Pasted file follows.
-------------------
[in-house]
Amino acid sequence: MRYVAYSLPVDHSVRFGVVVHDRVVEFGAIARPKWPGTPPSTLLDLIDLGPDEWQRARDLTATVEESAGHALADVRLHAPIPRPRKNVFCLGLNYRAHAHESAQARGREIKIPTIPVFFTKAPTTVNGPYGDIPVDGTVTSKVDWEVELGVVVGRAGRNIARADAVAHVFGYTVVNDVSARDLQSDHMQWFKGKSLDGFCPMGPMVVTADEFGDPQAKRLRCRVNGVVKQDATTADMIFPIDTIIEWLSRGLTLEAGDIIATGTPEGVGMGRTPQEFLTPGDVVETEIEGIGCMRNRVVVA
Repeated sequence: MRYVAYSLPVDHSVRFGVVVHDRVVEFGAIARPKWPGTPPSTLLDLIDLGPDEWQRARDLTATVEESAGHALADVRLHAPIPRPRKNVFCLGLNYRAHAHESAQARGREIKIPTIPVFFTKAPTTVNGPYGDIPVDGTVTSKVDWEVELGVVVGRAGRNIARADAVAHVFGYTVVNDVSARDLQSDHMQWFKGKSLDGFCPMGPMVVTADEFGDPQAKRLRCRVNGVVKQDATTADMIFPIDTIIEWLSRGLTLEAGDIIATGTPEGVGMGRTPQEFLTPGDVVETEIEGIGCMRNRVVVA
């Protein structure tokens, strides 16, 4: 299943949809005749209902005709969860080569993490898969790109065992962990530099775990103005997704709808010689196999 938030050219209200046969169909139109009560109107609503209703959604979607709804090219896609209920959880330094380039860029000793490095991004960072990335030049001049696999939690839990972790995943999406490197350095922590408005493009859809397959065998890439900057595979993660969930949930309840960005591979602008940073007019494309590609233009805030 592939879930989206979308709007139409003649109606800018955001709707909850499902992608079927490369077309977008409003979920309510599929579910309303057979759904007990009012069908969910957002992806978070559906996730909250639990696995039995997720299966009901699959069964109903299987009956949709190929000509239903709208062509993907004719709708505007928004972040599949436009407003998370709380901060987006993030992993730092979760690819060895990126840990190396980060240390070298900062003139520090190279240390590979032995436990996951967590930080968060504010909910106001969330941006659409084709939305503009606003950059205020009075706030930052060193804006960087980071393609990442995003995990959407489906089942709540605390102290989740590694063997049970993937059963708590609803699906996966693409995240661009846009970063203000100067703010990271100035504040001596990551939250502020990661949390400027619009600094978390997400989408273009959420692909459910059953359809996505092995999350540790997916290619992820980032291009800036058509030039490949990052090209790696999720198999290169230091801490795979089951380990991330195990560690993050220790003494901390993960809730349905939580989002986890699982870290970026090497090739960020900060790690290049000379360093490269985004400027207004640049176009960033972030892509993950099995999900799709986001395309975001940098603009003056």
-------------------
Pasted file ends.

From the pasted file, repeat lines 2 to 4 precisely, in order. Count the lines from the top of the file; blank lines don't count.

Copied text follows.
Amino acid sequence: MRYVAYSLPVDHSVRFGVVVHDRVVEFGAIARPKWPGTPPSTLLDLIDLGPDEWQRARDLTATVEESAGHALADVRLHAPIPRPRKNVFCLGLNYRAHAHESAQARGREIKIPTIPVFFTKAPTTVNGPYGDIPVDGTVTSKVDWEVELGVVVGRAGRNIARADAVAHVFGYTVVNDVSARDLQSDHMQWFKGKSLDGFCPMGPMVVTADEFGDPQAKRLRCRVNGVVKQDATTADMIFPIDTIIEWLSRGLTLEAGDIIATGTPEGVGMGRTPQEFLTPGDVVETEIEGIGCMRNRVVVA
Repeated sequence: MRYVAYSLPVDHSVRFGVVVHDRVVEFGAIARPKWPGTPPSTLLDLIDLGPDEWQRARDLTATVEESAGHALADVRLHAPIPRPRKNVFCLGLNYRAHAHESAQARGREIKIPTIPVFFTKAPTTVNGPYGDIPVDGTVTSKVDWEVELGVVVGRAGRNIARADAVAHVFGYTVVNDVSARDLQSDHMQWFKGKSLDGFCPMGPMVVTADEFGDPQAKRLRCRVNGVVKQDATTADMIFPIDTIIEWLSRGLTLEAGDIIATGTPEGVGMGRTPQEFLTPGDVVETEIEGIGCMRNRVVVA
């Protein structure tokens, strides 16, 4: 299943949809005749209902005709969860080569993490898969790109065992962990530099775990103005997704709808010689196999 938030050219209200046969169909139109009560109107609503209703959604979607709804090219896609209920959880330094380039860029000793490095991004960072990335030049001049696999939690839990972790995943999406490197350095922590408005493009859809397959065998890439900057595979993660969930949930309840960005591979602008940073007019494309590609233009805030 592939879930989206979308709007139409003649109606800018955001709707909850499902992608079927490369077309977008409003979920309510599929579910309303057979759904007990009012069908969910957002992806978070559906996730909250639990696995039995997720299966009901699959069964109903299987009956949709190929000509239903709208062509993907004719709708505007928004972040599949436009407003998370709380901060987006993030992993730092979760690819060895990126840990190396980060240390070298900062003139520090190279240390590979032995436990996951967590930080968060504010909910106001969330941006659409084709939305503009606003950059205020009075706030930052060193804006960087980071393609990442995003995990959407489906089942709540605390102290989740590694063997049970993937059963708590609803699906996966693409995240661009846009970063203000100067703010990271100035504040001596990551939250502020990661949390400027619009600094978390997400989408273009959420692909459910059953359809996505092995999350540790997916290619992820980032291009800036058509030039490949990052090209790696999720198999290169230091801490795979089951380990991330195990560690993050220790003494901390993960809730349905939580989002986890699982870290970026090497090739960020900060790690290049000379360093490269985004400027207004640049176009960033972030892509993950099995999900799709986001395309975001940098603009003056």